She adds that, as retailers invest in their ecommerce platforms, they want their suppliers to be as digitally savvy: “Retail partners are asking companies and brands to match their digital capabilities. It could be uncomfortable if a company or brand isn’t prepared. We need to make sure we are utilising the digital and technology tools that address the real needs of the consumer and makes the journey easy for them.”
Diageo’s Siân Davies, global head of digital consumer insights, elaborates: “If we stay focused on the consumer, we can make the right bets with our resources.” Leaning on consumer insights and technology resources also helps inform the company’s sustainability initiatives. However, she is careful to add that every initiative has to feed directly into the company’s overarching aims, and Diageo doesn’t just leap on innovations like magpies on a bottle cap. One of the company’s latest initiatives is to use drones to monitor the need for water and fertiliser in Agave fields. But, she reiterates, “it’s about getting us closer to our sustainability goals, not just ‘hey, drones. Cool!’”
Building a sustainable ecommerce business
The economy may be difficult and the geopolitical climate uncertain, but this doesn’t mean businesses can afford to drop its purpose-focused initiatives in pursuit of pure profit. Sustainability is now as much of a deal-breaker as goods turning up on time or a mobile commerce website. With ecommerce activities come inevitable questions over the sustainability of deliveries, packaging, product formats, over-consumption and even product returns.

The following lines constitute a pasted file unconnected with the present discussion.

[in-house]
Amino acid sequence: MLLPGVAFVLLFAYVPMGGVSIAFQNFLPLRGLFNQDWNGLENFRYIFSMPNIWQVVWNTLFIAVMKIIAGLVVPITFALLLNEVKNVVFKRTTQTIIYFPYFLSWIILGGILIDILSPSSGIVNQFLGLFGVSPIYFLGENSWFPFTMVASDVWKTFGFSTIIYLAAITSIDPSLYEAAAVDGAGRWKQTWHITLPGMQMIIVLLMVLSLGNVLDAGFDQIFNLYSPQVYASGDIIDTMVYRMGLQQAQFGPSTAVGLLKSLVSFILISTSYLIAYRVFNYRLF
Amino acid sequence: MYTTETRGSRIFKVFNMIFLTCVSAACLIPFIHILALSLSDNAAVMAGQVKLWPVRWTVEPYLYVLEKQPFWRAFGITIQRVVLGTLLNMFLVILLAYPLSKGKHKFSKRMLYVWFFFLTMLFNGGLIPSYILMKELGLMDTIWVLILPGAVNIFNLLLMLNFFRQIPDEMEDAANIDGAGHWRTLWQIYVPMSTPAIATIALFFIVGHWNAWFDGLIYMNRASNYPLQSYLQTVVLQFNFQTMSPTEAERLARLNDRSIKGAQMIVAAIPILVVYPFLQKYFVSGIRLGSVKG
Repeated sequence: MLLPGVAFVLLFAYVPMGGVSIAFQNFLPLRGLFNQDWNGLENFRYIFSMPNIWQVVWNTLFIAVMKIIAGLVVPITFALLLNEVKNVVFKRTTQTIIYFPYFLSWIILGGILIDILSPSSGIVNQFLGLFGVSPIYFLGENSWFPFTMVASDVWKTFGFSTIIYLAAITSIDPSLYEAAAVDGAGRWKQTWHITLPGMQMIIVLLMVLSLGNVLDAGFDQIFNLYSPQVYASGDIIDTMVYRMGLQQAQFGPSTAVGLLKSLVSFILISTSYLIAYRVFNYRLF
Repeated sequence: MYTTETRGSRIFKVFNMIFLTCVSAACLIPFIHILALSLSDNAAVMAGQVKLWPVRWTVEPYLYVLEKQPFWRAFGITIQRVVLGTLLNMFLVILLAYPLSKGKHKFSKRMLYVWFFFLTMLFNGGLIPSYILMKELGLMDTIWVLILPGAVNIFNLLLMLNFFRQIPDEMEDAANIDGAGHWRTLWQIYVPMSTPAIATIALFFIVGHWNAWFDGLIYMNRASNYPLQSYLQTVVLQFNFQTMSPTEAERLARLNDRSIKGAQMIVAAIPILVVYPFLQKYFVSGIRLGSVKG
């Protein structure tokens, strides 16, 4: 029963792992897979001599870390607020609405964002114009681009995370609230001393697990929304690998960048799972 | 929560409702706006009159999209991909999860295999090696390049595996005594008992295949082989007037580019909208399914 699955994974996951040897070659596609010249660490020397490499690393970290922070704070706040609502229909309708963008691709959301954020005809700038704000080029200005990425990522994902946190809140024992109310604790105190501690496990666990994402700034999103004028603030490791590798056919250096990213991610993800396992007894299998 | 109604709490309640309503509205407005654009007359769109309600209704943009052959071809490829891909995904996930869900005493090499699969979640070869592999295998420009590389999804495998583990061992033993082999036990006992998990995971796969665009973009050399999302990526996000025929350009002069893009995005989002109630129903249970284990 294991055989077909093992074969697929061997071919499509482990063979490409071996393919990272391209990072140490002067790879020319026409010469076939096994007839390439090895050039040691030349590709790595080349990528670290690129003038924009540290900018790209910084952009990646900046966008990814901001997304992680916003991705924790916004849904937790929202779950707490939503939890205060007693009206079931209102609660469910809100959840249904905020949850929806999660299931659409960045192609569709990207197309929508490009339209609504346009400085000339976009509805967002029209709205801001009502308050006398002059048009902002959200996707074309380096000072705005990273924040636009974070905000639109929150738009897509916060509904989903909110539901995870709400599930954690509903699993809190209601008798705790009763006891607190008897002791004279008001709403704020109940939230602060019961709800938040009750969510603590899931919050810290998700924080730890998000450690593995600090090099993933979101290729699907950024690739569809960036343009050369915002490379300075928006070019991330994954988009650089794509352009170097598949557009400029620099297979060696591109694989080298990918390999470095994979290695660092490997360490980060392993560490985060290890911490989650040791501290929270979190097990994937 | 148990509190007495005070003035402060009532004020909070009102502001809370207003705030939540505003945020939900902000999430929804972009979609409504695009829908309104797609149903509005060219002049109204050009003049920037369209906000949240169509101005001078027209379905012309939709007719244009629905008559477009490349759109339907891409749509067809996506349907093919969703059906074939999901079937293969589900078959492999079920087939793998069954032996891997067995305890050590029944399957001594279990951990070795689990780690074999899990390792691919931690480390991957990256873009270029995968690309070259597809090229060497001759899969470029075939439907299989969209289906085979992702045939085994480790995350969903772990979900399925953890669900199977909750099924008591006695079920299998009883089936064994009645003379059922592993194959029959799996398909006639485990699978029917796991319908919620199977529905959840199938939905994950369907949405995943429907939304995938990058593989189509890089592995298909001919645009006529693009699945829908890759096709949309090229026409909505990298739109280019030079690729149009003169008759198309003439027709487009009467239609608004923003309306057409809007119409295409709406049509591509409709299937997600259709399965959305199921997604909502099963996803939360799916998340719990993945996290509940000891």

“Particularly for gen Z, there’s an expectation of sustainability,” Hawkins claims. “Something in the region of four out of five consumers consider it in a purchase, and half would pay a premium for it.”
Consumers may be engaged, but they’re not without a need to nudge their habits in the right direction. The days of ordering a ‘haul’ over the internet may be numbered. “People understand the implication of what online shopping means for the environment and they are making more considered choices. When something comes in a too-large box with lots of single-use plastic, they have something to say about it,” says Ellen Harkin-Goodbourn, global ecommerce operations manager at The Lego Group.
“They see that not only are they now financially responsible for returns, they’re responsible for the emissions too,” she adds. “We need to have a conversation about what that means.” Harkin-Goodbourn refers to websites that outline costs for restocking and transportation which may impact consumers’ decisions.
It’s not just making the right choice that’s important, legislation is making it physically impossible to tackle the volume of customer returns as they currently stand. DHL’s Wallace reveals: “We’re still seeing between 25% and 40% of product being returned. We’re facing restrictions on how much space we can build. Three-floor supersites are less likely now. There’s a genuine need for us to work with industry and customers to reduce that volume.”
Innovations, particularly in the CPG (consumer packaged goods) industries, are already showing potential ways of reducing ecommerce’s carbon footprint and unnecessary product shipping, but there is concern that the customer might not be ready for some change. Reckitt’s Hennemann reveals that water is one of the biggest transportation conundrums. He points to tablet versions of popular brands that could be posted through letterboxes as a solution. However, he questions whether customers are ready to mix their own solutions at home if manufacturers launch alternative to the current product formats.
Hennah agrees: “Concentrates are a great option to reduce the environmental impact of transportation. However, this is certainly a longer term strategy for this market, as it may take years of consumer education on the benefits and ease of mixing solutions at home.